This also suggests something positive about the college’s management at the time. Otherwise, how could it achieve what is described here by the ACCJC.

        As a result of the accreditation crisis and the state takeover, the new management team brought in to the college by the superhero special trustee with extraordinary powers is another story–perhaps calling it a “freaking disaster” might be appropriate.

        see 2012 report pgs. 10, 18, 30, 37 and 42 at
        http://www.ccsf.edu/ACC/Accreditation%20Evaluation%20Report%202012.pdf

  4. Donna says:

    So, Sam, what are you basing your opinions on? You started the conversation – what is your basis?

  5. jch says:

    Sam, You haven’t answered the question. And I suspect you have a very narrow circle of friends. You and that group probably operate in the “evidence free zone” occupied by many conservatives.

    • Sam says:

      Your “circle” sounds narrow to me as well. The simple fact is that SF is becoming the global center for the knowledge, social and sharing economies that are dominating the planet. I’m struggling to see how CCSF is relevant to that when you need a Ph.D from a top-notch school like Stanford or Harvard just to snag an entry-level job and a $4K a month 1BR flat.

      • jch says:

        What is the source of your “simple fact”? Personal observation? If so write it up and see if anyone agrees. Otherwise, give some support for your “facts,” something you have failed to do so far.

      • Karl Young says:

        So, Sam are you saying that anyone without a Ph.D from Harvard or Stanford or the plans to get such should basically just forget about trying to get an education or living in the bay area ? Though CCSF provides a path to 4 year degrees (and maybe on to grad school) at places like that for those who aren’t trustafarians, I guess those people are pretty useless too and need not apply, yeah ?. Thanks for sharing, economically speaking that is.

      • joizy says:

        So, your solution would be to shut down CCSF and close the door to education for all of those who are neither prepared academically, nor can afford a PhD from Stanford or Harvard. Why don’t you take a few classes at CCSF since it really seems you could use some educating?

        • Sam says:

          No, I think that some parts of CCSF can be saved. But it needs to be cut back to a viable core.

          Some of the rest can probably be successfully privatized, thereby taking city taxpayers off the dime for its failures.

          And some needs to be closed down.

      • Jonathan says:

        The last CEO of San Francisco General, who was the first woman CEO, and the longest serving CEO in SF General’s history, got her degree from City College, as a single mom on welfare. http://www.sfgate.com/health/article/GENERAL-LIFE-AND-DEATH-AT-SAN-FRANCISCO-S-2483839.php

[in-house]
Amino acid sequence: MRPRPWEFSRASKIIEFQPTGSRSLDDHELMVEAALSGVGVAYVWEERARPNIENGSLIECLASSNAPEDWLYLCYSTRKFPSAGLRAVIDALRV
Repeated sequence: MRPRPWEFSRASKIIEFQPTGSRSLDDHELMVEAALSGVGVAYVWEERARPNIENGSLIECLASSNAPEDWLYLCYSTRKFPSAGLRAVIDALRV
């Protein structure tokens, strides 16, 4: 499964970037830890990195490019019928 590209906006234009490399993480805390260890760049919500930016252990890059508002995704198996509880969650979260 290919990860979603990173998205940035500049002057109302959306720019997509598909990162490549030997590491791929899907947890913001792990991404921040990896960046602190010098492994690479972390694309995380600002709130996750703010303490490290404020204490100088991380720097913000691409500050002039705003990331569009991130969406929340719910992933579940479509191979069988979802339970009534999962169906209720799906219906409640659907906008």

I took one class there in 2010, and as a result of taking that one class, promoted and nearly trippled my income. I am all for City College as a path to increased opportunity for members of our community who can’t go to Harvard or Stanford.

  6. Karl Young says:

    Hey Tim, thanks for the continuing updates on this and I completely agree with your statement:

    “It’s become pretty clear in the past couple of weeks that the fight to save City College is only going to end when the rogue accreditation commission is either disbanded, replaced, or completely reconstituted.”

    as I always have. My only problem is that in all the ink (er, pixels I guess…) that have been used for this story, not once have I seen anyone even start to outline a legal mechanism for disbanding, replacing, or reconstituting the ACCJC (e.g. even if Herrera wins and saves CCSF it’s not clear that there will be any outright damage to the ACCJC). Given that vacuum it feels like Hitler’s rise to power or something, i.e. no matter how outraged any citizens or politicians get there seems to be no actual remedy available.

  7. Robin says:

    CCSF is an entry point for many to transfer to 4-year schools, it is an entry point for those who are not going for tech jobs but for everything else people can get trained for, it is a place for people to learn English, it is an entry point for those who have done jail time, etc etc. Not everyone is going to live in SF who is going to work here in all the other jobs that exist besides high tech, which by the way, is resented by alot of us due to their workers jacking up the rents to ridiculous levels.

    • Sam says:

      Resentment of those who have more money than you has a simple name.

      Envy.

      • Robin says: